Canon and Covenant Part III -- By: Meredith G. Kline

Journal: Westminster Theological Journal
Volume: WTJ 33:1 (Nov 1970)
Article: Canon and Covenant Part III
Author: Meredith G. Kline

Canon and Covenant
Part III

Meredith G. Kline

{Editor’s note: Footnotes in the original printed edition were numbered 101–144, but in this electronic edition are numbered 1–44 respectively.}

III. Canon and Community

Another conceptual model of the Scriptures is suggested by the account of their beginnings found in the Book of Exodus. This other way of viewing the Bible is complementary to the foregoing identification of the Old and New Testaments as the documentary witnesses to the Lord’s covenants, old and new. In fact, it brings out more clearly the specific function performed by Scripture in its character as a covenantal document, clarifying in particular the nature of the relationship between biblical canon and covenant community.

The timing of the birth of the Bible was precisely conditioned; there were definite historical prerequisites for its appearance. If the Scriptural form of revelation was to be what it is—God’s covenant addressed to the kingdom of his earthly people—then the Bible could have come into existence only when it did. Not earlier, for the appearance of Scripture having the character of kingdom-treaty required as its historical prelude the formation of a community peculiarly God’s own and, beyond that, the development of this people to the stage of nationhood under God’s lordship.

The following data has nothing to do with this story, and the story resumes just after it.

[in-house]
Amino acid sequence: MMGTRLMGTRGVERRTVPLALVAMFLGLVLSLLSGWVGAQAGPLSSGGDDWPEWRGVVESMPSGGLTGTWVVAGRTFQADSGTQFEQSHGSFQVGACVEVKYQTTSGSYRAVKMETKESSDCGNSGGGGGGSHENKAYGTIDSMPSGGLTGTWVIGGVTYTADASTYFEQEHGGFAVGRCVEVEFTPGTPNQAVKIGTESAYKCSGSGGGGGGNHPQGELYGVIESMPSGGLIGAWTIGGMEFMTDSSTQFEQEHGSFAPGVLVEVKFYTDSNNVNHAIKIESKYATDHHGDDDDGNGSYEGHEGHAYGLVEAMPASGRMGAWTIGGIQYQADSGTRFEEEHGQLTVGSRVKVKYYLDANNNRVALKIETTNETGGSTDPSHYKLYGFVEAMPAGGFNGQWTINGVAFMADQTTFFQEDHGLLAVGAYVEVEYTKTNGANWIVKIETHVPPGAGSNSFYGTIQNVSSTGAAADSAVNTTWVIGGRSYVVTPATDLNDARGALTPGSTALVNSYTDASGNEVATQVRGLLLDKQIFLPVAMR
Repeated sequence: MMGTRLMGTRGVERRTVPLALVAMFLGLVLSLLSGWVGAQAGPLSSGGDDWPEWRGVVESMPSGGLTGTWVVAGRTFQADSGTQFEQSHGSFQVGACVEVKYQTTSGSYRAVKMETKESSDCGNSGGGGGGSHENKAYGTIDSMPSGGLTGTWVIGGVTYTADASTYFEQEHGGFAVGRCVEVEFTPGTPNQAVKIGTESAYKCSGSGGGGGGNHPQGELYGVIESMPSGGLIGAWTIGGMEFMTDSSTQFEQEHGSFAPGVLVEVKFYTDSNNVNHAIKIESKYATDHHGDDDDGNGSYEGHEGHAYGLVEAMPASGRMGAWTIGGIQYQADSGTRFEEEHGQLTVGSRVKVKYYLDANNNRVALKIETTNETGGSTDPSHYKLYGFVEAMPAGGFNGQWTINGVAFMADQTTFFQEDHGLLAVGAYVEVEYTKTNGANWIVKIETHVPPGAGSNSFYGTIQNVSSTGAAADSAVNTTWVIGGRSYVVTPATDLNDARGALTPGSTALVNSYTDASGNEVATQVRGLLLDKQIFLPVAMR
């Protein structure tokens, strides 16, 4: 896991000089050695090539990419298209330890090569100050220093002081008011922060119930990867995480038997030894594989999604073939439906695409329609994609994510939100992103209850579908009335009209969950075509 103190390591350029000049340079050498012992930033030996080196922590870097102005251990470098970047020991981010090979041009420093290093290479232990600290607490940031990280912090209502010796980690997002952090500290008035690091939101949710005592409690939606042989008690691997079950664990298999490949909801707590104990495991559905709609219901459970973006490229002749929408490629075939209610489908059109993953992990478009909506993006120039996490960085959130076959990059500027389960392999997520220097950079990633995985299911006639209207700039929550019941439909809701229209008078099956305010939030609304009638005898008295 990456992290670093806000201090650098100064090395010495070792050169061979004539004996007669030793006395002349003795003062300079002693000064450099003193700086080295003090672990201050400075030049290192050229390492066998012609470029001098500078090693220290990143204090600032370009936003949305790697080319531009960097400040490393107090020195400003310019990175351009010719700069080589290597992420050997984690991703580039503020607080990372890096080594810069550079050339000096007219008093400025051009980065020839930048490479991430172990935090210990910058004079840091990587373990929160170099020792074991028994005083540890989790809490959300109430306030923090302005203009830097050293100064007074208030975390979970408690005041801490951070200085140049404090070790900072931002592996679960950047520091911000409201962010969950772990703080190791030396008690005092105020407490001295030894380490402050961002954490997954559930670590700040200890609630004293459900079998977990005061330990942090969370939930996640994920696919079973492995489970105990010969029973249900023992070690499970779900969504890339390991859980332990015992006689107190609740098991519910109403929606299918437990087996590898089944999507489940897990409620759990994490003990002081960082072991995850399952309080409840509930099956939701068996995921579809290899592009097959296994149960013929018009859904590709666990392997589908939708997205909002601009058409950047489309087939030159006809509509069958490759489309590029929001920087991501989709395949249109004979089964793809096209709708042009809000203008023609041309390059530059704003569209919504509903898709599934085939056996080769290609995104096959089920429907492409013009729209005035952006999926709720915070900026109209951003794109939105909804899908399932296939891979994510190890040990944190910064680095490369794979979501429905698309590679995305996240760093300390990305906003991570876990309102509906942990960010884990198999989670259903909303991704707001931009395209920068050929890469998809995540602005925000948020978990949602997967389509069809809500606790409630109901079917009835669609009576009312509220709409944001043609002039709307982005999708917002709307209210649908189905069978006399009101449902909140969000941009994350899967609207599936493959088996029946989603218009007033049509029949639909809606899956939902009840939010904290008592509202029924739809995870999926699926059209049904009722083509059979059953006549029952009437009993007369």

In the midst of a fallen world and in the face of Satanic hostility manifested in various historical guises, an elect people of God could not attain to kingdom status apart from redemptive judgments delivering them from the power of the adversary. Only when the Lord God had accomplished this soteric triumph would the way be prepared for him to promulgate his kingdom-treaty, setting his commandments among his elect people and ordering their kingdom existence under the dominion of his sovereign will.

In the pre-Messianic age the Noahic deluge constituted a divine triumph of redemptive judgment by which a remnant community was delivered from the tyranny of the godless and lawless prediluvian world powers1 and made heirs of a new world. Yet the Noahic community was a family, not a nation to which a kingdom-treaty might appropriately be directed.2

The necessary conditions were met only in the formation of the nation Israel and only at the Mosaic stage in the course of God’s dealings with the Israelite nation.3 Covenantal revelation was already addressed to Abraham, Isaac, and Jacob, with their households, offering them the kingdom in promise. But Scripture required for i...

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